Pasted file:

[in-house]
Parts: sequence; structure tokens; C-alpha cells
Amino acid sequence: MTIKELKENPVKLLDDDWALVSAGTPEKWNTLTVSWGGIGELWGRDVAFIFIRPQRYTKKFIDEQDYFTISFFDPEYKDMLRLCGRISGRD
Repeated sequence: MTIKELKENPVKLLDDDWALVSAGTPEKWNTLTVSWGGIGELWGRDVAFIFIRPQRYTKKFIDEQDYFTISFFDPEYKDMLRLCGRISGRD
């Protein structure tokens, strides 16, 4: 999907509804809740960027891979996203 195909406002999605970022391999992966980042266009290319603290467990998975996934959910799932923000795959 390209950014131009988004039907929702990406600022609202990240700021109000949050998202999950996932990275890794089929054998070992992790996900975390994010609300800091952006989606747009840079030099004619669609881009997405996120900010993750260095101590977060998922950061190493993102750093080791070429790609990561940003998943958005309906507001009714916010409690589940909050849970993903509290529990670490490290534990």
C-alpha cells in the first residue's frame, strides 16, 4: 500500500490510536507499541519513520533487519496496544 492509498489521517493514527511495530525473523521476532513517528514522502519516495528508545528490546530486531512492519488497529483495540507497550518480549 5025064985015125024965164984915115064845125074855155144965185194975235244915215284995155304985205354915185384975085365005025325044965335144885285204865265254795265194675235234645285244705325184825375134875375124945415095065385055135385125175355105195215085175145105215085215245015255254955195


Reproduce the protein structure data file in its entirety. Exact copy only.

[in-house]
Parts: sequence; structure tokens; C-alpha cells
Amino acid sequence: MTIKELKENPVKLLDDDWALVSAGTPEKWNTLTVSWGGIGELWGRDVAFIFIRPQRYTKKFIDEQDYFTISFFDPEYKDMLRLCGRISGRD
Repeated sequence: MTIKELKENPVKLLDDDWALVSAGTPEKWNTLTVSWGGIGELWGRDVAFIFIRPQRYTKKFIDEQDYFTISFFDPEYKDMLRLCGRISGRD
């Protein structure tokens, strides 16, 4: 999907509804809740960027891979996203 195909406002999605970022391999992966980042266009290319603290467990998975996934959910799932923000795959 390209950014131009988004039907929702990406600022609202990240700021109000949050998202999950996932990275890794089929054998070992992790996900975390994010609300800091952006989606747009840079030099004619669609881009997405996120900010993750260095101590977060998922950061190493993102750093080791070429790609990561940003998943958005309906507001009714916010409690589940909050849970993903509290529990670490490290534990």
C-alpha cells in the first residue's frame, strides 16, 4: 500500500490510536507499541519513520533487519496496544 492509498489521517493514527511495530525473523521476532513517528514522502519516495528508545528490546530486531512492519488497529483495540507497550518480549 5025064985015125024965164984915115064845125074855155144965185194975235244915215284995155304985205354915185384975085365005025325044965335144885285204865265254795265194675235234645285244705325184825375134875375124945415095065385055135385125175355105195215085175145105215085215245015255254955195